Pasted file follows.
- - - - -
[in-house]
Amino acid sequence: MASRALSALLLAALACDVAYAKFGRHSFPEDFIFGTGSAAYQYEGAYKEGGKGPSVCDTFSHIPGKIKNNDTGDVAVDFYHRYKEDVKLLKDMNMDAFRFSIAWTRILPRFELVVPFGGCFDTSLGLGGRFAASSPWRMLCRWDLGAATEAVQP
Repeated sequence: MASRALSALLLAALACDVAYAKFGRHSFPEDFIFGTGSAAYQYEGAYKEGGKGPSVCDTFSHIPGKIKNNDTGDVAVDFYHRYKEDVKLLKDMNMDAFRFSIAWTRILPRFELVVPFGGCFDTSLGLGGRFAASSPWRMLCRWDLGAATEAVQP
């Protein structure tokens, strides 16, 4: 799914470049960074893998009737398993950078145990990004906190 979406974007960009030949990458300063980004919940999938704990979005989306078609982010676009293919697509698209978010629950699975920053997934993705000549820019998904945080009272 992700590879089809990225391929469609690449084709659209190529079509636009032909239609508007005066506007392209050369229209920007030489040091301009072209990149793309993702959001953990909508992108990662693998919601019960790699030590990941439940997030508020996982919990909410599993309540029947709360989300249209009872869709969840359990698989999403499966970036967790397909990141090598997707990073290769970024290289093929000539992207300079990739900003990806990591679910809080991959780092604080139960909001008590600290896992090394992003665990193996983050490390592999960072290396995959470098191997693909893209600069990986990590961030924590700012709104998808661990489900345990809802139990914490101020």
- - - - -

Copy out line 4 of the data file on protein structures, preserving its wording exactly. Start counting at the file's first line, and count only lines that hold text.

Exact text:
């Protein structure tokens, strides 16, 4: 799914470049960074893998009737398993950078145990990004906190 979406974007960009030949990458300063980004919940999938704990979005989306078609982010676009293919697509698209978010629950699975920053997934993705000549820019998904945080009272 992700590879089809990225391929469609690449084709659209190529079509636009032909239609508007005066506007392209050369229209920007030489040091301009072209990149793309993702959001953990909508992108990662693998919601019960790699030590990941439940997030508020996982919990909410599993309540029947709360989300249209009872869709969840359990698989999403499966970036967790397909990141090598997707990073290769970024290289093929000539992207300079990739900003990806990591679910809080991959780092604080139960909001008590600290896992090394992003665990193996983050490390592999960072290396995959470098191997693909893209600069990986990590961030924590700012709104998808661990489900345990809802139990914490101020």